The concept, which is called One World Sting, was recently announced by Supreme Promotions, owners of Sting.
“I think that is a great move so that we can go worldwide and show our talent. Authentic dancehall festival would be represented worldwide on better platforms. A promoter in Europe may not know much about a performer here so (Isaiah) Laing would know to expose certain talents overseas. Its a big plus for dancehall,” Spice said.
One World Sting represents the second attempt in consecutive years by Supreme Promotions to rebrand its product. Last year, the organisers decided to omit clashes, which is a feature of the ‘greatest one night reggae show’.
Dr Donna Hope, writing on Facebook, said that the new Sting lacked venom and suggested that the creation of One World Sting is a step in the wring direction.
“Sting is based on lyrical clashes. Verbal sparring. Verbal venom. Lyrical Gladiators. Dancehall battles maybe? That is the brand. The big flop of Sting 2015 showed this. No lyrical sparring, No promise of excitement, No Sting. Sting has its own audience who have been following it from the 1980s – big age-able people who can pay to see it live in person or via live streaming,” Hope said.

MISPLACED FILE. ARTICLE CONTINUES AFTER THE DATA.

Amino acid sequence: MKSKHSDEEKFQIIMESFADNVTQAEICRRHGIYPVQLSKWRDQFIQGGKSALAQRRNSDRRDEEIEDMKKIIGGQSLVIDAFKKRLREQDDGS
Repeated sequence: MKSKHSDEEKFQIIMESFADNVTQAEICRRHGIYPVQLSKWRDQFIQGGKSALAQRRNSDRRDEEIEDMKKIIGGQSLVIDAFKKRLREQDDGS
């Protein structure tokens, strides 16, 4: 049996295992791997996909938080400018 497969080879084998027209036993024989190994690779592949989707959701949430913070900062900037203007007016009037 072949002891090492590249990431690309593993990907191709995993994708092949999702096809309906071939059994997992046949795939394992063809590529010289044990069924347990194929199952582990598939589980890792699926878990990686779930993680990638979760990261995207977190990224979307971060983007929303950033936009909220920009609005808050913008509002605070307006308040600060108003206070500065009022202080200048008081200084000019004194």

“Re-branding at this stage is a recipe for failure,” she said.
However, Dr Everton Flemming, strategist and product developer at Supreme Promotions, owners of Sting, is adamant that the show will not lose its identity despite a change in its concept.
“One World Sting will deliver a global template to music promoters,” Flemmings insisted.
The concept behind the One World Sting involves offering franchises to promoters around the world to stage Sting in different locations on Boxing Day.
“The structure will define the methodologies of showcasing and maintaining the authenticity of the Jamaican music heritage. It will be managed by an international governance structure. This will be underpinned by a standard policy framework for the delivery of reggae/dancehall to the global market, thus providing international opportunities for our artistes,” he said.
Since the announcement of the move to create One World Sting, some fans have suggested that it could impact tourism if the product is offered overseas. Others have said that if the event goes global it will lose its hardcore fan base.